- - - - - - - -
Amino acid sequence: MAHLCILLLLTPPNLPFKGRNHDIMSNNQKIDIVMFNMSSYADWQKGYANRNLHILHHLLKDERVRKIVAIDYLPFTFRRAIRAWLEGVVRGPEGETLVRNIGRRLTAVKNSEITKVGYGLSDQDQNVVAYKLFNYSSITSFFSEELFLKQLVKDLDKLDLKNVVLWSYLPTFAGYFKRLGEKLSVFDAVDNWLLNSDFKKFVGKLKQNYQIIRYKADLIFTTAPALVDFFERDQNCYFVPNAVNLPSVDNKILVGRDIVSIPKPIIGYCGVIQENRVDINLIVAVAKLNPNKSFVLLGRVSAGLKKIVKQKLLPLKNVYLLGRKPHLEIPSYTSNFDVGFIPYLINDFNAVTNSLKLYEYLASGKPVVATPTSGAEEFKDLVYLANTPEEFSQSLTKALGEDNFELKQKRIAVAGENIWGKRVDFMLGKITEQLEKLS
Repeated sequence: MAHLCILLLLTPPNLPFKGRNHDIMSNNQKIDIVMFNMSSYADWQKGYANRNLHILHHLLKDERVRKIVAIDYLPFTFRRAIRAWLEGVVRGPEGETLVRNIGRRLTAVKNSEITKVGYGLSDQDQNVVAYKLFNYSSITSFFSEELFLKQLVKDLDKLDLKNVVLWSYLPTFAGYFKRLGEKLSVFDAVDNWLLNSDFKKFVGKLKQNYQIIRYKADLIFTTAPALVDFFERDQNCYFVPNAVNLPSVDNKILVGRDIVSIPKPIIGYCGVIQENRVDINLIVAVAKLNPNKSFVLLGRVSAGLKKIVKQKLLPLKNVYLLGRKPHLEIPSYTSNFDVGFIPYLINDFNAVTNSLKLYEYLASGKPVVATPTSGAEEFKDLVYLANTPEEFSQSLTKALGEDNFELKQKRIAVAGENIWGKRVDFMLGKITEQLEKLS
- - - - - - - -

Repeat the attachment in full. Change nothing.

Amino acid sequence: MAHLCILLLLTPPNLPFKGRNHDIMSNNQKIDIVMFNMSSYADWQKGYANRNLHILHHLLKDERVRKIVAIDYLPFTFRRAIRAWLEGVVRGPEGETLVRNIGRRLTAVKNSEITKVGYGLSDQDQNVVAYKLFNYSSITSFFSEELFLKQLVKDLDKLDLKNVVLWSYLPTFAGYFKRLGEKLSVFDAVDNWLLNSDFKKFVGKLKQNYQIIRYKADLIFTTAPALVDFFERDQNCYFVPNAVNLPSVDNKILVGRDIVSIPKPIIGYCGVIQENRVDINLIVAVAKLNPNKSFVLLGRVSAGLKKIVKQKLLPLKNVYLLGRKPHLEIPSYTSNFDVGFIPYLINDFNAVTNSLKLYEYLASGKPVVATPTSGAEEFKDLVYLANTPEEFSQSLTKALGEDNFELKQKRIAVAGENIWGKRVDFMLGKITEQLEKLS
Repeated sequence: MAHLCILLLLTPPNLPFKGRNHDIMSNNQKIDIVMFNMSSYADWQKGYANRNLHILHHLLKDERVRKIVAIDYLPFTFRRAIRAWLEGVVRGPEGETLVRNIGRRLTAVKNSEITKVGYGLSDQDQNVVAYKLFNYSSITSFFSEELFLKQLVKDLDKLDLKNVVLWSYLPTFAGYFKRLGEKLSVFDAVDNWLLNSDFKKFVGKLKQNYQIIRYKADLIFTTAPALVDFFERDQNCYFVPNAVNLPSVDNKILVGRDIVSIPKPIIGYCGVIQENRVDINLIVAVAKLNPNKSFVLLGRVSAGLKKIVKQKLLPLKNVYLLGRKPHLEIPSYTSNFDVGFIPYLINDFNAVTNSLKLYEYLASGKPVVATPTSGAEEFKDLVYLANTPEEFSQSLTKALGEDNFELKQKRIAVAGENIWGKRVDFMLGKITEQLEKLS